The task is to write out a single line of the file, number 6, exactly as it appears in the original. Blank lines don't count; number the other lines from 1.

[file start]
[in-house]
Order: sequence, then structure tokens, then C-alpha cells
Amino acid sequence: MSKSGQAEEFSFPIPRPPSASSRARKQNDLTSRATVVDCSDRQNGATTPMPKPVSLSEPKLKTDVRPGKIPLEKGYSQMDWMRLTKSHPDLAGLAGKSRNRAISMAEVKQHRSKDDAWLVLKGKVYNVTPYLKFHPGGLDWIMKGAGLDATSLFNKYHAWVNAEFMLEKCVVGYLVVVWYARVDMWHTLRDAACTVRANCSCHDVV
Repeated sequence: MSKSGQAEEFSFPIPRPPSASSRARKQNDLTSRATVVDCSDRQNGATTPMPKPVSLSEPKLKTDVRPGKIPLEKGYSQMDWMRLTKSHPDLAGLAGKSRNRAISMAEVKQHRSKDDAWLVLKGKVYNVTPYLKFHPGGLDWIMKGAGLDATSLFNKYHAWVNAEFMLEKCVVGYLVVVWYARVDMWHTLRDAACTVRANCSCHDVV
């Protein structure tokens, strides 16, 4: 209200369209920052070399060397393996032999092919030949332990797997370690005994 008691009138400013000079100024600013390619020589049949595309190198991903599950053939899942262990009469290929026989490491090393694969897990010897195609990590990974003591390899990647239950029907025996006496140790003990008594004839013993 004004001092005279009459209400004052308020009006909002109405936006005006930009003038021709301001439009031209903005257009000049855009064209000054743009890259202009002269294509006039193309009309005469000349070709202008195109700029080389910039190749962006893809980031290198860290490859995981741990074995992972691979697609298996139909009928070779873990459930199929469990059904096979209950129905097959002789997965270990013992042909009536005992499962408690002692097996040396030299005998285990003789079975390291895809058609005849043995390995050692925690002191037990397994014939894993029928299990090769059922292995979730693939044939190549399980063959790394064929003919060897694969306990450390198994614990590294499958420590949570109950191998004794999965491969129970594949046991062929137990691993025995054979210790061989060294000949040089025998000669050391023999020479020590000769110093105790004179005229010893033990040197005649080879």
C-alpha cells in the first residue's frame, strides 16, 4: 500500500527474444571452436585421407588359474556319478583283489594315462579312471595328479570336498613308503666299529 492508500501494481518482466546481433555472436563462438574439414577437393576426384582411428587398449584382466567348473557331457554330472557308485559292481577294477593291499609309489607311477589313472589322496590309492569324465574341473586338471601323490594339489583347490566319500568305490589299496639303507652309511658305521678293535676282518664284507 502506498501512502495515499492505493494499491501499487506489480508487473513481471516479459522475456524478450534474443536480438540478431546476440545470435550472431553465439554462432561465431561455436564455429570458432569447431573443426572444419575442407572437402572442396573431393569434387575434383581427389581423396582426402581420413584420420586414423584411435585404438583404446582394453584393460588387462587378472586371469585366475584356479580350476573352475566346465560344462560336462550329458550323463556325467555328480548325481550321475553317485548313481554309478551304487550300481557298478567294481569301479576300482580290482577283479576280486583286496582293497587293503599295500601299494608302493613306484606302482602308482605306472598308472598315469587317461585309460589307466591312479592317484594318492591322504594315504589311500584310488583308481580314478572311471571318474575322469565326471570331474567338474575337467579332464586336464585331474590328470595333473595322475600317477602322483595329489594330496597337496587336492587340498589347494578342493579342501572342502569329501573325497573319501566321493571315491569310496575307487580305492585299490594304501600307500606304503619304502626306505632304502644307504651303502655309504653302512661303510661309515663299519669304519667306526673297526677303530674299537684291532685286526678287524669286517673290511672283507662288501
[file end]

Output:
C-alpha cells in the first residue's frame, strides 16, 4: 500500500527474444571452436585421407588359474556319478583283489594315462579312471595328479570336498613308503666299529 492508500501494481518482466546481433555472436563462438574439414577437393576426384582411428587398449584382466567348473557331457554330472557308485559292481577294477593291499609309489607311477589313472589322496590309492569324465574341473586338471601323490594339489583347490566319500568305490589299496639303507652309511658305521678293535676282518664284507 502506498501512502495515499492505493494499491501499487506489480508487473513481471516479459522475456524478450534474443536480438540478431546476440545470435550472431553465439554462432561465431561455436564455429570458432569447431573443426572444419575442407572437402572442396573431393569434387575434383581427389581423396582426402581420413584420420586414423584411435585404438583404446582394453584393460588387462587378472586371469585366475584356479580350476573352475566346465560344462560336462550329458550323463556325467555328480548325481550321475553317485548313481554309478551304487550300481557298478567294481569301479576300482580290482577283479576280486583286496582293497587293503599295500601299494608302493613306484606302482602308482605306472598308472598315469587317461585309460589307466591312479592317484594318492591322504594315504589311500584310488583308481580314478572311471571318474575322469565326471570331474567338474575337467579332464586336464585331474590328470595333473595322475600317477602322483595329489594330496597337496587336492587340498589347494578342493579342501572342502569329501573325497573319501566321493571315491569310496575307487580305492585299490594304501600307500606304503619304502626306505632304502644307504651303502655309504653302512661303510661309515663299519669304519667306526673297526677303530674299537684291532685286526678287524669286517673290511672283507662288501